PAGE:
Reply to Martinez, Bedore, and Ludwig We are glad to see that Martinez, Bedore, and Ludwig take seriously the potential problems of cultural differences in communication disorders treatment and research, and we hope other readers were prompted by our article to think about such issues. We do believe, however, that some of the shortcomings Martinez et ... Letter to the Editor
Letter to the Editor  |   April 01, 1994
Reply to Martinez, Bedore, and Ludwig
 
Author Affiliations & Notes
  • Linda Bebout
    University of Windsor
  • Bradford Arthur
    San Francisco State University
Article Information
Speech, Voice & Prosodic Disorders / Cultural & Linguistic Diversity / Language Disorders / Speech / Letters to the Editor
Letter to the Editor   |   April 01, 1994
Reply to Martinez, Bedore, and Ludwig
Journal of Speech, Language, and Hearing Research, April 1994, Vol. 37, 343. doi:10.1044/jshr.3702.343a
History: Accepted December 2, 1993 , Received December 2, 1993
 
Journal of Speech, Language, and Hearing Research, April 1994, Vol. 37, 343. doi:10.1044/jshr.3702.343a
History: Accepted December 2, 1993; Received December 2, 1993
We are glad to see that Martinez, Bedore, and Ludwig take seriously the potential problems of cultural differences in communication disorders treatment and research, and we hope other readers were prompted by our article to think about such issues. We do believe, however, that some of the shortcomings Martinez et al. see in Bebout and Arthur (1992)  are due to their misunderstanding the purposes of the study.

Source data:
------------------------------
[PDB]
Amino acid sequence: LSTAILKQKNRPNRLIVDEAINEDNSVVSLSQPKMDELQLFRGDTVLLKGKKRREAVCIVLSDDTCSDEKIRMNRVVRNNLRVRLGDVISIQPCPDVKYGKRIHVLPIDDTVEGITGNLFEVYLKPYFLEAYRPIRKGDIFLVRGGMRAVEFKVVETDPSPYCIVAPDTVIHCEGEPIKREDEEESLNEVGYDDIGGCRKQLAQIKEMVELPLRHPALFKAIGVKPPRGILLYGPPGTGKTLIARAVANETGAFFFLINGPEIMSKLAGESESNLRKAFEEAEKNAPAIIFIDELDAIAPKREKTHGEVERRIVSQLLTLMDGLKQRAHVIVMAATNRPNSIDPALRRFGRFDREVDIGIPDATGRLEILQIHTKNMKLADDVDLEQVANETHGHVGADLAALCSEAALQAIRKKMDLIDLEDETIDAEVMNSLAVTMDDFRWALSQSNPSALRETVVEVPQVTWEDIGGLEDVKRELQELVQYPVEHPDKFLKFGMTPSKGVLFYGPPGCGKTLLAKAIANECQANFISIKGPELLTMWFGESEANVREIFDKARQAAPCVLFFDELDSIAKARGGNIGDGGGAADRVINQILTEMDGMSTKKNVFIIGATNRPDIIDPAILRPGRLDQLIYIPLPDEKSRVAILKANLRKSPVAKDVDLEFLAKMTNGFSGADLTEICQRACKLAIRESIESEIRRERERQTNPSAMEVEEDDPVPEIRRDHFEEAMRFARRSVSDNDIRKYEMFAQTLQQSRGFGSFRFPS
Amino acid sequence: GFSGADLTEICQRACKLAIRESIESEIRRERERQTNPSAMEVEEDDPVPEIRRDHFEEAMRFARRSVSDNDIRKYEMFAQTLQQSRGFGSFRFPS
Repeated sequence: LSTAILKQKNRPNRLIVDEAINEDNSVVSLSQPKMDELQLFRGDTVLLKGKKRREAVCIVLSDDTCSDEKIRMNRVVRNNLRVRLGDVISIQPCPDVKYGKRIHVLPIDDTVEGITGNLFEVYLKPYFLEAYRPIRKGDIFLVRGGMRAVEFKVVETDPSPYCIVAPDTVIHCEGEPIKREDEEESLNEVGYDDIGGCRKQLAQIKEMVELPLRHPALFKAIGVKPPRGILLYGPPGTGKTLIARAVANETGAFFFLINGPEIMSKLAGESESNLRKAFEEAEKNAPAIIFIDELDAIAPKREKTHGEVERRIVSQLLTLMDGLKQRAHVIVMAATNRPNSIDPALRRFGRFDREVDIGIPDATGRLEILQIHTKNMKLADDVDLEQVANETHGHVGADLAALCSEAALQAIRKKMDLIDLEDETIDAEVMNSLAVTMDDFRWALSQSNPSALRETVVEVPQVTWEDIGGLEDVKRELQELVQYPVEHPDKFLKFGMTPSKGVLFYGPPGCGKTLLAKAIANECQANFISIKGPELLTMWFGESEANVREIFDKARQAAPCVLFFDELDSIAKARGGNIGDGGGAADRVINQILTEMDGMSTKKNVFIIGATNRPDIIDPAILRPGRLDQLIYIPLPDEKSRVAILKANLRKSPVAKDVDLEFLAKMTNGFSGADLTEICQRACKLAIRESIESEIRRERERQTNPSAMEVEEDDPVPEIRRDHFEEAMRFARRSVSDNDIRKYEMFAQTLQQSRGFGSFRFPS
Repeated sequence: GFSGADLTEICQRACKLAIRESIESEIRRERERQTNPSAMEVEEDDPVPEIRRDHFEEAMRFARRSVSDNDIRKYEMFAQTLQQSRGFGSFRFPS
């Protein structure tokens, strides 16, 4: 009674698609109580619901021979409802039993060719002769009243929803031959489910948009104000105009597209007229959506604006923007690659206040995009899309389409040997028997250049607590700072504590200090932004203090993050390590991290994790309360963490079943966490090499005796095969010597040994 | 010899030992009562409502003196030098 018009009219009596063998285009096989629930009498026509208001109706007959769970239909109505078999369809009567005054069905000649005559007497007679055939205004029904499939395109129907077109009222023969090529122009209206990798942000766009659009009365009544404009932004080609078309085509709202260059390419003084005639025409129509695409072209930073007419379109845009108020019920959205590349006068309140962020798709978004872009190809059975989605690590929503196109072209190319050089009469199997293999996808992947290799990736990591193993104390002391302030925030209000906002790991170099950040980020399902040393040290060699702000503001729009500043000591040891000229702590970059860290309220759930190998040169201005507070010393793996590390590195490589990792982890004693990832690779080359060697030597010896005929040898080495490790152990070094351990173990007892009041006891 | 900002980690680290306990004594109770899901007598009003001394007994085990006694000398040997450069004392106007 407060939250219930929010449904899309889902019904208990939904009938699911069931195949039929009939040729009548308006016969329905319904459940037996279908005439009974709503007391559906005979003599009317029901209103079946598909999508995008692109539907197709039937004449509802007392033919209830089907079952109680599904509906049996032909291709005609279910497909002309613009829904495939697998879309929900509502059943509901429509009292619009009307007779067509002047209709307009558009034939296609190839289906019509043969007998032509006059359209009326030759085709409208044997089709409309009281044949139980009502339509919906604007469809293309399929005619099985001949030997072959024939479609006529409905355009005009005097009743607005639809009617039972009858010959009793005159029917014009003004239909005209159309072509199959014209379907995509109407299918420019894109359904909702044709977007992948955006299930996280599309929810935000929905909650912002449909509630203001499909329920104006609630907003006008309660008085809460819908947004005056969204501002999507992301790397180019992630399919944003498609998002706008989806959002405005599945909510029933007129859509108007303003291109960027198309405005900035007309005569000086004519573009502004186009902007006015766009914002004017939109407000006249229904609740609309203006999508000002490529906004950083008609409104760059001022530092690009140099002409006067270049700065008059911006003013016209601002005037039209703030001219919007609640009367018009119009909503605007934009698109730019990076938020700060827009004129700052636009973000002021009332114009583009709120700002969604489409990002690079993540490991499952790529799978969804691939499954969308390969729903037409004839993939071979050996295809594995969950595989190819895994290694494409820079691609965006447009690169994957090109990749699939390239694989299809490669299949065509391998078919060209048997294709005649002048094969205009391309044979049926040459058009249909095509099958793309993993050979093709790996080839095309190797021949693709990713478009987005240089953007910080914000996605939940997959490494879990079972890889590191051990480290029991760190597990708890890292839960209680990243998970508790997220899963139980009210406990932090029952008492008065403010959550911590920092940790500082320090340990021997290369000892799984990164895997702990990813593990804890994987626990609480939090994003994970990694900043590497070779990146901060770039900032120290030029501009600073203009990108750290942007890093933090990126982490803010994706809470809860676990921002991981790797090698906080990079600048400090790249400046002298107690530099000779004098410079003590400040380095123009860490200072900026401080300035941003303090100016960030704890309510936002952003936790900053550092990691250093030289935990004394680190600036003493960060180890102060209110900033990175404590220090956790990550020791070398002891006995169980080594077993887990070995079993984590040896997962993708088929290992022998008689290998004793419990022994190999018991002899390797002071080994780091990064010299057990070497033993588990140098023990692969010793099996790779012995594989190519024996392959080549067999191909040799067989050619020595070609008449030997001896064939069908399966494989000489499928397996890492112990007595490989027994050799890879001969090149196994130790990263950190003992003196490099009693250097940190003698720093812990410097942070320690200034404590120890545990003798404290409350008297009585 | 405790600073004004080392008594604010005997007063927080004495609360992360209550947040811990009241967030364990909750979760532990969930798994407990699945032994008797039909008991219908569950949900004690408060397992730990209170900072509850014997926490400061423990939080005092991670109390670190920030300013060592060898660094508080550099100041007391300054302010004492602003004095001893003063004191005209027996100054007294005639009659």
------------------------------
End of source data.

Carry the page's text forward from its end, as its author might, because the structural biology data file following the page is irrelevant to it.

We intended this study to be a preliminary, exploratory one that would show whether there were possible differences that should be investigated in future studies. Although we did look at previous related work and did conduct interviews to give us ideas for appropriate topics (Bebout & Arthur, 1992, p. 46), we did not want to narrow the focus of the questionnaire so much that it was biased in favor of some cultural groups and away from others to which members of our initial subject pool might belong. We have now begun the narrowing process by working closely with bilingual native speakers of two languages, Cantonese and Spanish, to produce versions of the questionnaire in those languages for administration to North American residents who indicate that they feel more comfortable responding to a questionnaire in their first language (L1). The L1 questionnaires are being administered by bilingual research assistants who can answer questions in the L1.
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